Decision on Article 50 should rest with PM, not Parliament, says public

Matthew SmithHead of Data Journalism
October 14, 2016, 5:25 PM GMT+0

More than half of people say that the decision on invoking Article 50 is the Prime Minister’s to make

The High Court is currently considering whether the Prime Minister has the legal right to invoke Article 50 – thereby triggering the beginning of the process for withdrawal from the European Union – without having to have a Parliamentary vote.

Many who voted Leave at the referendum believe that the case is not about Parliamentary sovereignty – as those who have brought the case about suggest – but a way of overturning the result of the referendum. Whilst the voting public backed Brexit by a rate of 52% to 48%, three quarters of MPs backed the campaign to remain in the European Union. If responsibility for invoking Article 50 rests with Parliament, so the thinking goes, then Brexit can be blocked by having MPs vote against it.

But what does the public think about that? New research by YouGov shows that the majority of the public believe the decision on Article 50 is the Prime Minister’s to make. Just over half (54%) say that the Prime Minister should be able to activate Article 50, compared to 30% who believe that the power to activate it should rest with Parliament. A further 17% of people don’t know.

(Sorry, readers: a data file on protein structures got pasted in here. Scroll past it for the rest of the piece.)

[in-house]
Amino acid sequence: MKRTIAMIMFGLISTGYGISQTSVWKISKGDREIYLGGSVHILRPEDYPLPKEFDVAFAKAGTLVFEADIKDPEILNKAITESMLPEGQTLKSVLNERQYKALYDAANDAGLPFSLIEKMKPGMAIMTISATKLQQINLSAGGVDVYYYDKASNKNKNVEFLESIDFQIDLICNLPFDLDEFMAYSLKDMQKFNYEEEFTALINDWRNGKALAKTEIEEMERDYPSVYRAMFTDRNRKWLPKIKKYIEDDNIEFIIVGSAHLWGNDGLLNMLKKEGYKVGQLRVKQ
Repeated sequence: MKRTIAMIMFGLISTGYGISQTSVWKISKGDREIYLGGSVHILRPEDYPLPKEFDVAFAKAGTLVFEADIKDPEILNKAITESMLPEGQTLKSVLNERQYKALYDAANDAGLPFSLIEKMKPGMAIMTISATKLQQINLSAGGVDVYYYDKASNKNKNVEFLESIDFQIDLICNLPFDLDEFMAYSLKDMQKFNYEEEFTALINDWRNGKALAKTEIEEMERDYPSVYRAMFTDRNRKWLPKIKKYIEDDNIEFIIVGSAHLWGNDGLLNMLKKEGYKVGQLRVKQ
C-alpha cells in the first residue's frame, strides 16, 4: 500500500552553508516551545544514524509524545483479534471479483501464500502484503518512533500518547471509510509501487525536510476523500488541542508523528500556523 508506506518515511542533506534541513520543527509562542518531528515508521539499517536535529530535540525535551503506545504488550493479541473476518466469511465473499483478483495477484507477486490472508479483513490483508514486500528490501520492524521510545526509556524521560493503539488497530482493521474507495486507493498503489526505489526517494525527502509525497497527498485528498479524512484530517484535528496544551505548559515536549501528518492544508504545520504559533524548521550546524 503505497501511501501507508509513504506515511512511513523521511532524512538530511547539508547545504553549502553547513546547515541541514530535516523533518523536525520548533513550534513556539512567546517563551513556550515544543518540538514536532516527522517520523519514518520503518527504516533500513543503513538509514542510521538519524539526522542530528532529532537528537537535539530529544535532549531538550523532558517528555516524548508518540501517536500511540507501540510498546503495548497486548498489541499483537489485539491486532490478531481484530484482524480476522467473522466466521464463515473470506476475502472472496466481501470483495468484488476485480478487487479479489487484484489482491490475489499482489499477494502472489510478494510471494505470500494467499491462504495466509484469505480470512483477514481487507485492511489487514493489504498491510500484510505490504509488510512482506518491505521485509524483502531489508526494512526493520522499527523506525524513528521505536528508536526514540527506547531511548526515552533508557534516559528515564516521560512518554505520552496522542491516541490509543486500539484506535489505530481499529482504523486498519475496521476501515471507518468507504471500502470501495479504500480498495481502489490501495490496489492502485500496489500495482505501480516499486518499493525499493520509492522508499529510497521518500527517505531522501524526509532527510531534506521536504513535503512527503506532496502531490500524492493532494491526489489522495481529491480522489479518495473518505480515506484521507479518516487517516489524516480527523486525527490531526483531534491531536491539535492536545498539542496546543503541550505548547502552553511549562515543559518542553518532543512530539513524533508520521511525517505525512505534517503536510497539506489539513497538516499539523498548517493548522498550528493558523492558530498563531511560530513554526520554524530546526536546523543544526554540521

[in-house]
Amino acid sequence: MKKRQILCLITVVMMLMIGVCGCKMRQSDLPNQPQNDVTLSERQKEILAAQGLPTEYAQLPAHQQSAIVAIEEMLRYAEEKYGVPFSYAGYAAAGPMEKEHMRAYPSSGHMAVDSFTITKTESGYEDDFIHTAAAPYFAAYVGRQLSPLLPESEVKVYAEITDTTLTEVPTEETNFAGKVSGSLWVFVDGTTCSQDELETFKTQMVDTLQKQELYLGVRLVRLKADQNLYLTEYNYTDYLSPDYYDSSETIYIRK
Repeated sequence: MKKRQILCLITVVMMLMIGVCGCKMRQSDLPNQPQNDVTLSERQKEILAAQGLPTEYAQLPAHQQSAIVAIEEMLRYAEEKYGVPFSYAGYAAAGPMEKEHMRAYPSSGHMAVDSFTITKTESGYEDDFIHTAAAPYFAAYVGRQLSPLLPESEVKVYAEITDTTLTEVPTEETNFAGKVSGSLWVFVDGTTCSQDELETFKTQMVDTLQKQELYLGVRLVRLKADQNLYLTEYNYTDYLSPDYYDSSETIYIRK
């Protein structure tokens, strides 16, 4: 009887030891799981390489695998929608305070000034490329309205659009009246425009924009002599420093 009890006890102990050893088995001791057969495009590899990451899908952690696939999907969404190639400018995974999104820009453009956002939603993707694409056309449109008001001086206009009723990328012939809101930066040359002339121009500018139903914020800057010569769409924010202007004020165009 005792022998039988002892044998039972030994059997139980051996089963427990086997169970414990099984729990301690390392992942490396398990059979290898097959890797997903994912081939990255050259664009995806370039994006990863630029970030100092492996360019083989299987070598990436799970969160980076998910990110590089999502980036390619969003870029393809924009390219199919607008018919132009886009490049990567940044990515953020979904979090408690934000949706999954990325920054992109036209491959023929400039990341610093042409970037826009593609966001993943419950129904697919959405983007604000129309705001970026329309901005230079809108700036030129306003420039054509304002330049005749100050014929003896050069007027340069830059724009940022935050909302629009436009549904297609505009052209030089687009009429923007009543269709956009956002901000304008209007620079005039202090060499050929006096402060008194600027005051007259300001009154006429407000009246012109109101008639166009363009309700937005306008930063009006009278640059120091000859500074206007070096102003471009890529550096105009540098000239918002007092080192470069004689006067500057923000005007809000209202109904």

Leave voters overwhelmingly back the PM’s right to call the shots on Article 50 by a rate of 83% to 7%. By contrast, Remain voters are much more likely to say that Parliament should make the decision, but the gap is much narrower at 57% to 31%.

Broadly speaking, those groups that want the Prime Minister to make the decision were those who tended to back Brexit at the referendum, whilst those who say it should rest with Parliament backed Remain.

Those groups that don’t follow this trend are 25-49 year olds, middle class people, Liberal Democrats and Scots – all of which tended to favour Remain at the referendum but now back the PM to decide on Article 50. The first two strongly back the right of the PM to make the decision, whilst the latter two are more narrowly in favour (and are subject to small sample size caveats).

Photo: PA

See the full results here


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